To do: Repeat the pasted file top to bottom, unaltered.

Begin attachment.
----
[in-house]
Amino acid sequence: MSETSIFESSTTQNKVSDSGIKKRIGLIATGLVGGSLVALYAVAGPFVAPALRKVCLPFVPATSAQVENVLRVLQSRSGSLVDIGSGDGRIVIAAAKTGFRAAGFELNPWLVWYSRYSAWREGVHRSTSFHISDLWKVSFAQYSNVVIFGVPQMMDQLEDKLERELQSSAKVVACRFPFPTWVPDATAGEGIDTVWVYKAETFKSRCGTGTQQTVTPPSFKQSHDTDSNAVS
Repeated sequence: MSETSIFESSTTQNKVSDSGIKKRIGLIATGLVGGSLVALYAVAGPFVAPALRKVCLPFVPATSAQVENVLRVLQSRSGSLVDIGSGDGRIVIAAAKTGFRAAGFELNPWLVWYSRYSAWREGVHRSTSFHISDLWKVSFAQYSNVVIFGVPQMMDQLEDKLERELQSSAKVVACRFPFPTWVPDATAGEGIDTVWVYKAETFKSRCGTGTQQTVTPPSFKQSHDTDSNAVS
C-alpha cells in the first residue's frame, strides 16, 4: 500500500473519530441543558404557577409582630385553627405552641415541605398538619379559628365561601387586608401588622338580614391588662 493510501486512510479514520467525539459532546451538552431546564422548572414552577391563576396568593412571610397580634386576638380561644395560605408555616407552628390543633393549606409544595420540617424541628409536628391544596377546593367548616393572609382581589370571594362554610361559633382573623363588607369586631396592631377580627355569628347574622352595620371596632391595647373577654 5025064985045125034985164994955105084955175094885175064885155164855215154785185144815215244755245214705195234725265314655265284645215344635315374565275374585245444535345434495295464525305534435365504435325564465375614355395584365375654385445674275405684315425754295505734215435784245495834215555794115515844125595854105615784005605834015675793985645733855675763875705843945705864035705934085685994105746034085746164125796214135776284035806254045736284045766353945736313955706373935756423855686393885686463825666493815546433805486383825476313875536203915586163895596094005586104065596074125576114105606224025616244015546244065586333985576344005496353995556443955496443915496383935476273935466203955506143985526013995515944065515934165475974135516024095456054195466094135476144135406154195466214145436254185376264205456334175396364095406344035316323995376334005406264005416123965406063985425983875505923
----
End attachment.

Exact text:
[in-house]
Amino acid sequence: MSETSIFESSTTQNKVSDSGIKKRIGLIATGLVGGSLVALYAVAGPFVAPALRKVCLPFVPATSAQVENVLRVLQSRSGSLVDIGSGDGRIVIAAAKTGFRAAGFELNPWLVWYSRYSAWREGVHRSTSFHISDLWKVSFAQYSNVVIFGVPQMMDQLEDKLERELQSSAKVVACRFPFPTWVPDATAGEGIDTVWVYKAETFKSRCGTGTQQTVTPPSFKQSHDTDSNAVS
Repeated sequence: MSETSIFESSTTQNKVSDSGIKKRIGLIATGLVGGSLVALYAVAGPFVAPALRKVCLPFVPATSAQVENVLRVLQSRSGSLVDIGSGDGRIVIAAAKTGFRAAGFELNPWLVWYSRYSAWREGVHRSTSFHISDLWKVSFAQYSNVVIFGVPQMMDQLEDKLERELQSSAKVVACRFPFPTWVPDATAGEGIDTVWVYKAETFKSRCGTGTQQTVTPPSFKQSHDTDSNAVS
C-alpha cells in the first residue's frame, strides 16, 4: 500500500473519530441543558404557577409582630385553627405552641415541605398538619379559628365561601387586608401588622338580614391588662 493510501486512510479514520467525539459532546451538552431546564422548572414552577391563576396568593412571610397580634386576638380561644395560605408555616407552628390543633393549606409544595420540617424541628409536628391544596377546593367548616393572609382581589370571594362554610361559633382573623363588607369586631396592631377580627355569628347574622352595620371596632391595647373577654 5025064985045125034985164994955105084955175094885175064885155164855215154785185144815215244755245214705195234725265314655265284645215344635315374565275374585245444535345434495295464525305534435365504435325564465375614355395584365375654385445674275405684315425754295505734215435784245495834215555794115515844125595854105615784005605834015675793985645733855675763875705843945705864035705934085685994105746034085746164125796214135776284035806254045736284045766353945736313955706373935756423855686393885686463825666493815546433805486383825476313875536203915586163895596094005586104065596074125576114105606224025616244015546244065586333985576344005496353995556443955496443915496383935476273935466203955506143985526013995515944065515934165475974135516024095456054195466094135476144135406154195466214145436254185376264205456334175396364095406344035316323995376334005406264005416123965406063985425983875505923